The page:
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The Self-Inflicted Wounds of the Anglican Church
by Ian Hunter
The collapse of the Anglican Church in Canada has been swifter than its detractors predicted, more abject than its adherents can credit. StatsCan reported recently that in the decade 1991–2001, the Anglican Church lost more than 150,000 members approaching 10 percent of its total membership. Worse, this is only formal membership; the drop in actual church attendance has been far steeper. And since 2001, the pace of decline has accelerated.
I take no pleasure in writing this. I am a long-term Anglican, baptized and nurtured within that church, albeit now casting about for some more secure denominational anchorage in which to face the oncoming tempests.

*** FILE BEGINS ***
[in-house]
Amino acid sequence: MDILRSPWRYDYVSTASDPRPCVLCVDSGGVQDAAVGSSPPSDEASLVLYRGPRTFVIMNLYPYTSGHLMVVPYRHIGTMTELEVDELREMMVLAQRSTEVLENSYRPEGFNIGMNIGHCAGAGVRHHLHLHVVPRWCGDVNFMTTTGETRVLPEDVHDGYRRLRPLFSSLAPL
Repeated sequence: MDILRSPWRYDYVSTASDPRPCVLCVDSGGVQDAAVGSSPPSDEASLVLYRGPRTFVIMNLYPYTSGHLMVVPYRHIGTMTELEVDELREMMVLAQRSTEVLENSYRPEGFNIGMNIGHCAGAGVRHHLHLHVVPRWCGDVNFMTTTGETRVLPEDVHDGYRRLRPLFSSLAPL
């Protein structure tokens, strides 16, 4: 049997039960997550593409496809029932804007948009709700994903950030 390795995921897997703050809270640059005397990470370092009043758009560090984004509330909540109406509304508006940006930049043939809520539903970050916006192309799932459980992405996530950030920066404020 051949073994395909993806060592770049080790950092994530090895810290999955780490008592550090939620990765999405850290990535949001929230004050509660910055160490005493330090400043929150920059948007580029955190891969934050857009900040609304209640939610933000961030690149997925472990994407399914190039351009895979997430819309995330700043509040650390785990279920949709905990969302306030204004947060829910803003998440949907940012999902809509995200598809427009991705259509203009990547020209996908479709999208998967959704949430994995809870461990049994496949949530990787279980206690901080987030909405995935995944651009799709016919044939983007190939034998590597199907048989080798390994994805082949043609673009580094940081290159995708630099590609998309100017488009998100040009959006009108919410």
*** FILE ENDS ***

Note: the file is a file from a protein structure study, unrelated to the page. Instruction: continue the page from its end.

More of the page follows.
Why? What precipitated it? Three developments, I suggest, all rooted in a desire to obey the “spirit of the age” as seen by a certain sort of churchman, a spirit the people who have hitherto filled the pews are far less inclined to follow.
Banality & Duplicity
First came a revolution that began in the 1960s with the promise of “relevance” and petered out in the nineties with the reality of mind-numbing banality. This is most clearly seen in the rejection of classic Anglican worship for new forms that (their advocates energetically claimed) better met the needs and desires of “the modern person.” For centuries, the defining feature of Anglican worship was that it was “common”; I do not mean that it was low or meretricious but that it was universal. One could worship anywhere in the English-speaking world and expect worship to be conducted in a language that conveyed the numinous.